BYTE is a tactics RPG/visual novel based on the book Dracula, by Bram Stoker. Play as Jonathan as he moves into the Count’s castle to assist in acquiring new plots of land. Very quickly, though, Jonathan begins to suspect something nefarious at work behind the scenes in the castle.
This seven-day demo of BYTE will take you through Jonathan’s first seven days in the Count’s employment, from moving in on Sunday all the way to a certain danger on Saturday (the experience takes about 30 minutes to complete).
To read more about the development of BYTE, check out the devlogs!
Because I would like to have the Week 1 Demo fully completed by May 1, I wanted to make sure that I had all of the major content in the game for this week. It was a bit of a crunch but I got it all done. The game can now (theoretically) be played from start to finish. I haven’t actually done that yet, but I’m fairly certain that it’s possible.
Probably the biggest thing I added was the morning scene for Saturday. I hadn’t done this yet (because I forgot, oops :/), so I went in and tried especially hard to make it both Gothic and romantic. My biggest issue with the writing that I’ve already done is that I didn’t pay close enough attention to the language, so while it feels pretty 20th-century, it lacks a clear vision/tone that I would want to have in a game based on a Gothic novel. This scene, though, is very good. Like, really good. I’m super happy about it. It turned out really well.
I also made sure that all the necessary glue was in so that the player could from Friday to Saturday and make it all the way through the final battle and scene. This then goes to the credits, which then goes to the main menu.
I also finished up the vampire bride models and art (I’m not sure if I did this for last week, but it says I did it this week so we’ll say I did it this week). This art is among my favorite. The models are probably the best because I found a MUCH BETTER PROCESS for doing it. Instead of haphazardly free-handing the whole thing I actually, like, used a reference and it turned out really well. Imagine that. I’m not passionate about one of the bride’s artwork, but the other two portraits might be the best two portraits I’ve done so far. They turned out really striking.
For this next week, it will hopefully just be housekeeping. Making the necessary documents, the itch page, and the final presentation. I also need to do some bug fixing and UI work, but hopefully, that won’t take as long as the other stuff has been taking. I’m so very close to being done.
EDIT: I also added the music my sister made which rips and I’m so excited about it
The two major elements going into this week, as I approach the end of the semester, were to create some Gothic props and architecture for the scenes to make it more generally Dracula and to also start creating the final battle, with the dialogue and the battle setup.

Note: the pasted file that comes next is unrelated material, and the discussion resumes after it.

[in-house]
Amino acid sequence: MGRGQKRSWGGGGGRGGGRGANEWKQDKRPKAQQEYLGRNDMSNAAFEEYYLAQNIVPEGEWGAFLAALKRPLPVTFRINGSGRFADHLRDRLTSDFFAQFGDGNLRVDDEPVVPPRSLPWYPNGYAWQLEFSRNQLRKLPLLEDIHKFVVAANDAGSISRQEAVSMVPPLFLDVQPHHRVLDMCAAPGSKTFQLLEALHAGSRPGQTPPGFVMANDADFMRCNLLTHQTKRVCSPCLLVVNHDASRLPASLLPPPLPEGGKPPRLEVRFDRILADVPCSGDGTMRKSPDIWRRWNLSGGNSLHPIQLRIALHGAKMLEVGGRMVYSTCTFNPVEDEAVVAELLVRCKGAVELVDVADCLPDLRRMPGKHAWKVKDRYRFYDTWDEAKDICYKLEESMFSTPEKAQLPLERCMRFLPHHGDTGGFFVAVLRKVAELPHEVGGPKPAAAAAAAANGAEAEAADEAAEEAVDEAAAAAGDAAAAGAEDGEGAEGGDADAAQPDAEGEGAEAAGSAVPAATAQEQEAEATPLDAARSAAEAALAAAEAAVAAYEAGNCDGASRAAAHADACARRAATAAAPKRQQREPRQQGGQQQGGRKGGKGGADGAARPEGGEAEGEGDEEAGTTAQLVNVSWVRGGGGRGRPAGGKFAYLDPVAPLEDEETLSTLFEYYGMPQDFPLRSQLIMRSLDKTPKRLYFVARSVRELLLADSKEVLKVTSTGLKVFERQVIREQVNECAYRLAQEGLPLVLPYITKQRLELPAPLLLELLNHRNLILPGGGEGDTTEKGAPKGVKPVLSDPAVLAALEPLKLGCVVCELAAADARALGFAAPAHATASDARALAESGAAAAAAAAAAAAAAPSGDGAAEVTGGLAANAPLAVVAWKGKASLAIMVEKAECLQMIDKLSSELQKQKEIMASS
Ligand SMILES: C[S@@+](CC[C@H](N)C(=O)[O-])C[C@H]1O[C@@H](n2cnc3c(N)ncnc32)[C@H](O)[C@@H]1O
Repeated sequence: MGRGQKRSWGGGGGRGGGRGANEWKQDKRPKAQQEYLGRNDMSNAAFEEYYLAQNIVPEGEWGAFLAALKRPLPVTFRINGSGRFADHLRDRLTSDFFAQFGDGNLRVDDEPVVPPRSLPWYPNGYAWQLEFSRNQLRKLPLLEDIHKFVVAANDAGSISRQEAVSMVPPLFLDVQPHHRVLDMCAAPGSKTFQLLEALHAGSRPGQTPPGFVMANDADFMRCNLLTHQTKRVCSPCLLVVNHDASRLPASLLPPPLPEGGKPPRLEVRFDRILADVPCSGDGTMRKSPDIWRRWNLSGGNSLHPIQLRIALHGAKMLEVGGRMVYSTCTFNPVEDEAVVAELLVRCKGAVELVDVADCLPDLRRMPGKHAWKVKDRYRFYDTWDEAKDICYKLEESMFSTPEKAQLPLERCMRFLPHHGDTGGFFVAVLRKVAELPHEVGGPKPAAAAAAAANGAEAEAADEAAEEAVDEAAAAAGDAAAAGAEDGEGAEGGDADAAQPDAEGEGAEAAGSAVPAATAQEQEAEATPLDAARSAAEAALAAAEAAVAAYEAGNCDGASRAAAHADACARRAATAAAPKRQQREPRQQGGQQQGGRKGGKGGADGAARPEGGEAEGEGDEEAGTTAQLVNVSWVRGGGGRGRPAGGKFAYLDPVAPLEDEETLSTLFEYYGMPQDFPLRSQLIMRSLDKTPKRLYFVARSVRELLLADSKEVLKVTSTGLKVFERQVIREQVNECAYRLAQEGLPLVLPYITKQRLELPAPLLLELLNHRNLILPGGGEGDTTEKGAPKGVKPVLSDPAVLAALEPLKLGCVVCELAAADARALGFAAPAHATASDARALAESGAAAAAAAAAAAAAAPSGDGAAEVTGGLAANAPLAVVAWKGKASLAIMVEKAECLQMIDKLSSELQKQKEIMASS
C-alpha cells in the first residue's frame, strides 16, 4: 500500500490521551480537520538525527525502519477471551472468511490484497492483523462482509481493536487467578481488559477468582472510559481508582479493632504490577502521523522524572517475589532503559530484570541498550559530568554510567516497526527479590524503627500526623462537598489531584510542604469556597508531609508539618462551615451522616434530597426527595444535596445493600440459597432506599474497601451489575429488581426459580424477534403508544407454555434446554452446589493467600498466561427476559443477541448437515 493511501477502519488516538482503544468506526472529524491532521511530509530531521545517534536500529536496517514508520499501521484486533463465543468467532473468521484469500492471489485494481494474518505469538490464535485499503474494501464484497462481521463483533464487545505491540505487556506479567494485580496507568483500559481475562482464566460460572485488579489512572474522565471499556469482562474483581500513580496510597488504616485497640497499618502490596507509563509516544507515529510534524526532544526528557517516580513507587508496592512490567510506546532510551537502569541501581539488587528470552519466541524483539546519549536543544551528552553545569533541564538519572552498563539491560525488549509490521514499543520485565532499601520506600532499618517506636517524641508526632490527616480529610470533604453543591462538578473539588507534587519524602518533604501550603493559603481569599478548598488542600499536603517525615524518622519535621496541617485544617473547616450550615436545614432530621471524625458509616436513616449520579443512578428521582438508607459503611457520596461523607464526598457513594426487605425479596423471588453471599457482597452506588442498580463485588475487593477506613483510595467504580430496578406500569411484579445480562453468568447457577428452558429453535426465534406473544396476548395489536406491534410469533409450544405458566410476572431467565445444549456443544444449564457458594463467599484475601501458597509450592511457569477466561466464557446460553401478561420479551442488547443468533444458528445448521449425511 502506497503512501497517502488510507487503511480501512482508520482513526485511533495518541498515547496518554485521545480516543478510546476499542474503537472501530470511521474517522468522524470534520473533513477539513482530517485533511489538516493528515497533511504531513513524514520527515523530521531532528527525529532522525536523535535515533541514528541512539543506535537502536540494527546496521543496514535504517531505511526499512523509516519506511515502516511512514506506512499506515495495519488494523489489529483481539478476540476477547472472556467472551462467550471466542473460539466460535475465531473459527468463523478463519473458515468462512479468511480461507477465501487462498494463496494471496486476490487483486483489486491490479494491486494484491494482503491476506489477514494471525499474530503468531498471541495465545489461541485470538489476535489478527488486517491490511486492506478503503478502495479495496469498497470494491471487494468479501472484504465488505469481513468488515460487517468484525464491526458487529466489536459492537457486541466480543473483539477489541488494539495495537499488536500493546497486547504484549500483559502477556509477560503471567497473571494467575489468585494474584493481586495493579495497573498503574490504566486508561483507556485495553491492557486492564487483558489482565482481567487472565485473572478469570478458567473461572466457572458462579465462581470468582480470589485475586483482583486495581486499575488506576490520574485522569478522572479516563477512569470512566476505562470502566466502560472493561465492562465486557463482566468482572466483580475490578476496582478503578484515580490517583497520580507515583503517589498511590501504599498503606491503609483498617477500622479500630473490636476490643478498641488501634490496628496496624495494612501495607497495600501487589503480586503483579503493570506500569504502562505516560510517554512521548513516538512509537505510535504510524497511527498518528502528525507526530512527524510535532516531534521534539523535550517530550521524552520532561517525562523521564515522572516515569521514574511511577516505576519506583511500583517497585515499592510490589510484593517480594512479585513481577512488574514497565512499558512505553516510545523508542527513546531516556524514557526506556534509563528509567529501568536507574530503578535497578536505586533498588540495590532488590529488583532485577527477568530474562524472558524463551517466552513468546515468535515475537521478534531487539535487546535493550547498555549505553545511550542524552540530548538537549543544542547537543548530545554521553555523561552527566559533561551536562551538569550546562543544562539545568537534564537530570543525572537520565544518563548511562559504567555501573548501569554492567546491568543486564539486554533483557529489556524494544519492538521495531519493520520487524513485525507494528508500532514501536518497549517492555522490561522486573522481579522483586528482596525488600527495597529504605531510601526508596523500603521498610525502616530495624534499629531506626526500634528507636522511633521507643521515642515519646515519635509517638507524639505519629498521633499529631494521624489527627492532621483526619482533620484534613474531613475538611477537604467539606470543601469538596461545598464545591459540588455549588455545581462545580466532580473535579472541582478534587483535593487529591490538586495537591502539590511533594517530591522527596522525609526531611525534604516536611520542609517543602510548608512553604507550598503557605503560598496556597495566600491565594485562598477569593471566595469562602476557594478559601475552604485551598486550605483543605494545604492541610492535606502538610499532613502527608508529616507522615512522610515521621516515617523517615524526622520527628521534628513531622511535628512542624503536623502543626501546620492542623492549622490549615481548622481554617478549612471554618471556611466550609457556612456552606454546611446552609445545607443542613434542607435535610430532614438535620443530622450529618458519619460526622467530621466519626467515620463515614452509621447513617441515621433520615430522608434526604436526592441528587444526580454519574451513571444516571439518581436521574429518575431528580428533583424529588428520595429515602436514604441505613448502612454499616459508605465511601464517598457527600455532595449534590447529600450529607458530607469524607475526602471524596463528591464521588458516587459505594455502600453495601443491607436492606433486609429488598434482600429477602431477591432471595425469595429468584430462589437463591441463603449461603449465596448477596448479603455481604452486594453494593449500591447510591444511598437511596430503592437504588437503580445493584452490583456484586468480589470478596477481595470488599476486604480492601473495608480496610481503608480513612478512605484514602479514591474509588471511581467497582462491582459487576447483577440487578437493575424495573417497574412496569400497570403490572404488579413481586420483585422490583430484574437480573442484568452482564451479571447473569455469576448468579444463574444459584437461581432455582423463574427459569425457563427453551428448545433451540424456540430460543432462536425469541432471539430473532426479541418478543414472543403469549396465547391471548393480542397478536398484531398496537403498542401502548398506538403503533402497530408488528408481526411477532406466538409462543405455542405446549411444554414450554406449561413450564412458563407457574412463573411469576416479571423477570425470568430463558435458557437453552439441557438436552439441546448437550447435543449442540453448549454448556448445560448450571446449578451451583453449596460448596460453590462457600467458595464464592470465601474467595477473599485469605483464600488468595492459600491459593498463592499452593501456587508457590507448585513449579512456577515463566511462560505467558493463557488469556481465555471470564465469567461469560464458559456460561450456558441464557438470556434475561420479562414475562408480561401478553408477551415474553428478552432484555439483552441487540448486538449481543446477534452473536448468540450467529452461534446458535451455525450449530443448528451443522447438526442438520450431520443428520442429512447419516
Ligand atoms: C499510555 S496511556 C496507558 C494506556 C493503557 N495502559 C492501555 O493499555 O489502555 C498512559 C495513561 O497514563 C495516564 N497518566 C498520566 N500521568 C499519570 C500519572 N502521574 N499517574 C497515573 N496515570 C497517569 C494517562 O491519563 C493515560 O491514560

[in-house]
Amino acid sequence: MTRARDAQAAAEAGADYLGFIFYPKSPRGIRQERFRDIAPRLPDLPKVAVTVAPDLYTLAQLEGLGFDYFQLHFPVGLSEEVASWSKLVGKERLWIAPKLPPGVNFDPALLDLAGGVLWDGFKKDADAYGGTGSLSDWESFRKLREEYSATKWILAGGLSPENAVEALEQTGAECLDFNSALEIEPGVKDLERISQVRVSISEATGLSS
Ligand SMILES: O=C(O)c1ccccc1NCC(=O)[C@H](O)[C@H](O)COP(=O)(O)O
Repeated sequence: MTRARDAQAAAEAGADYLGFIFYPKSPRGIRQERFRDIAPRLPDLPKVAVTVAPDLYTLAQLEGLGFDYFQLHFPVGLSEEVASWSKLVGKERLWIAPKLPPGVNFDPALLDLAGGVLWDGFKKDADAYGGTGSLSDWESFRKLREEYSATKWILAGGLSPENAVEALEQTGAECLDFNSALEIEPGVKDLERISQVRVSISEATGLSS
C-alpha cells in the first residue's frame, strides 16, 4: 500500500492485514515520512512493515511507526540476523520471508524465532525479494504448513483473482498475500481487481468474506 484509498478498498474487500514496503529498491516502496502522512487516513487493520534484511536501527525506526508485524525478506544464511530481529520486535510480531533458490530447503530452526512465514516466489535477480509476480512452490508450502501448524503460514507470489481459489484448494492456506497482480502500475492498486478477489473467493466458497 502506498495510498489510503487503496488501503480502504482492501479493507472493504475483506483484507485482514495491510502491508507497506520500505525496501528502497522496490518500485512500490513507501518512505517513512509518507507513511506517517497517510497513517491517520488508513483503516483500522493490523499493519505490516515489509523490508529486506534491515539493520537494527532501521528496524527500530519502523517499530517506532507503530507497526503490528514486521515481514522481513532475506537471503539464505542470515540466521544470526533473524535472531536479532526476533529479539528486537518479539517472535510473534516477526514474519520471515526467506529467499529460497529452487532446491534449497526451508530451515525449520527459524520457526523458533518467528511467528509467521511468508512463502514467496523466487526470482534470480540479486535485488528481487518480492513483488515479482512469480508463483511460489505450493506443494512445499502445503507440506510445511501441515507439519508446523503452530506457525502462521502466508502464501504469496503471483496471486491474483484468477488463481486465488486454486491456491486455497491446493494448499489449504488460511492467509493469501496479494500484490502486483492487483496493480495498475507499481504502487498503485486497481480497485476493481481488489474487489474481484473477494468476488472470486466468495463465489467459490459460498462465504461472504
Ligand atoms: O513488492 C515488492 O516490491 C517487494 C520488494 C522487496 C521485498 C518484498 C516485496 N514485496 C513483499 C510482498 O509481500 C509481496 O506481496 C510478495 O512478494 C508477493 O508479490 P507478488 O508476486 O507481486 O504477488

The first of the two was the Gothic architecture. After a completely thorough and definitely intensive research session on Gothic architecture I determined that the Gothics really loved columns and arches and such. From that, I modeled a column and an arch and slammed them into my scenes. I actually did not use the column itself but built the arch using it, so it still made it there in spirit.
I then also made some big pots with some fire in them because that seemed pretty on-vibe and then modeled a pew quickly because it’s Gothic architecture, obviously, it needs to have some church furniture. I also threw these into my scenes as well and called them good. In the end-of-semester cram, I only have time for so much here, so I decided to call it there, though I would have loved to give more time to the construction of better walls and structures in general because I still feel like the scenes feel a little stock overall.
Regardless, I powered on and started creating the final battle. Mostly, I made the dialogue before and after the battle, which went pretty well. The pre-battle dialogue was super fun to write; I feel like I really got to embody the flustered, easily confused, and scandalized person that Jonathan really is, and the end dialogue is, admittedly, mostly ripped straight from the book itself. At first, I just wanted to look for some good Gothic terminology to work into my writing, but the original scene with the brides is already so extremely odd and queer-coded that I couldn’t resist just putting it in word-for-word. It’s such an amazing scene and I won’t claim to be capable of writing with the same repression and intensity as Bram Stoker.
Let’s just say that I had a lot of free time this weekend and spent basically all of it working on BYTE.